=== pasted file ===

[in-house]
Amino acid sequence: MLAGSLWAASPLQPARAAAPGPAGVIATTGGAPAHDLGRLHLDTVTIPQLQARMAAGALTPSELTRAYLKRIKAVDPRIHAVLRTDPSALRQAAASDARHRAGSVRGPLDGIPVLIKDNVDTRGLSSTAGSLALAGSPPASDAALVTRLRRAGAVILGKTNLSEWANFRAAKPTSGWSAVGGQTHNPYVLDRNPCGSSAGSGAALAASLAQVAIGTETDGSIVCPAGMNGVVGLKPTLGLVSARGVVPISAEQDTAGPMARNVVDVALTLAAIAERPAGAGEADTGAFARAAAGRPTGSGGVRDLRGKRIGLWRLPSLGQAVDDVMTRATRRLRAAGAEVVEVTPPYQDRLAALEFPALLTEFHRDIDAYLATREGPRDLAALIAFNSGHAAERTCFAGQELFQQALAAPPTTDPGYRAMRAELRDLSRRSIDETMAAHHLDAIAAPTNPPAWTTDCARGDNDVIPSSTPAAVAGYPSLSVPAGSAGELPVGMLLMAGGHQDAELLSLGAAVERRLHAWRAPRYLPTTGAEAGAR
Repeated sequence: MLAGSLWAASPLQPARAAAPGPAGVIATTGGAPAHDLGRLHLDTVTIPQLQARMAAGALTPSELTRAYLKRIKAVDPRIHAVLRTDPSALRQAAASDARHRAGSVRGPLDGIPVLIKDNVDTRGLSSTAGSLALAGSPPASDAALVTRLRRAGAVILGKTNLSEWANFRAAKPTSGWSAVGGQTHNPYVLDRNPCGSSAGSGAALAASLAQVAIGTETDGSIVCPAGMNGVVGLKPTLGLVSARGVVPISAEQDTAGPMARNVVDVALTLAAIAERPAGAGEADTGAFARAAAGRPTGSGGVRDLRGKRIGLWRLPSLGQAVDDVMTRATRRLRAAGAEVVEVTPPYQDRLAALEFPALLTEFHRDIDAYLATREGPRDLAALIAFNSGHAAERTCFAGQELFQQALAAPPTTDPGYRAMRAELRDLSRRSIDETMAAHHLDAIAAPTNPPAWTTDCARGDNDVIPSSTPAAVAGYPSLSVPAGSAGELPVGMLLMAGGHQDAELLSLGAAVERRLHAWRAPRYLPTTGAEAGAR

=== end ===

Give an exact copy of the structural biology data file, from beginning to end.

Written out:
[in-house]
Amino acid sequence: MLAGSLWAASPLQPARAAAPGPAGVIATTGGAPAHDLGRLHLDTVTIPQLQARMAAGALTPSELTRAYLKRIKAVDPRIHAVLRTDPSALRQAAASDARHRAGSVRGPLDGIPVLIKDNVDTRGLSSTAGSLALAGSPPASDAALVTRLRRAGAVILGKTNLSEWANFRAAKPTSGWSAVGGQTHNPYVLDRNPCGSSAGSGAALAASLAQVAIGTETDGSIVCPAGMNGVVGLKPTLGLVSARGVVPISAEQDTAGPMARNVVDVALTLAAIAERPAGAGEADTGAFARAAAGRPTGSGGVRDLRGKRIGLWRLPSLGQAVDDVMTRATRRLRAAGAEVVEVTPPYQDRLAALEFPALLTEFHRDIDAYLATREGPRDLAALIAFNSGHAAERTCFAGQELFQQALAAPPTTDPGYRAMRAELRDLSRRSIDETMAAHHLDAIAAPTNPPAWTTDCARGDNDVIPSSTPAAVAGYPSLSVPAGSAGELPVGMLLMAGGHQDAELLSLGAAVERRLHAWRAPRYLPTTGAEAGAR
Repeated sequence: MLAGSLWAASPLQPARAAAPGPAGVIATTGGAPAHDLGRLHLDTVTIPQLQARMAAGALTPSELTRAYLKRIKAVDPRIHAVLRTDPSALRQAAASDARHRAGSVRGPLDGIPVLIKDNVDTRGLSSTAGSLALAGSPPASDAALVTRLRRAGAVILGKTNLSEWANFRAAKPTSGWSAVGGQTHNPYVLDRNPCGSSAGSGAALAASLAQVAIGTETDGSIVCPAGMNGVVGLKPTLGLVSARGVVPISAEQDTAGPMARNVVDVALTLAAIAERPAGAGEADTGAFARAAAGRPTGSGGVRDLRGKRIGLWRLPSLGQAVDDVMTRATRRLRAAGAEVVEVTPPYQDRLAALEFPALLTEFHRDIDAYLATREGPRDLAALIAFNSGHAAERTCFAGQELFQQALAAPPTTDPGYRAMRAELRDLSRRSIDETMAAHHLDAIAAPTNPPAWTTDCARGDNDVIPSSTPAAVAGYPSLSVPAGSAGELPVGMLLMAGGHQDAELLSLGAAVERRLHAWRAPRYLPTTGAEAGAR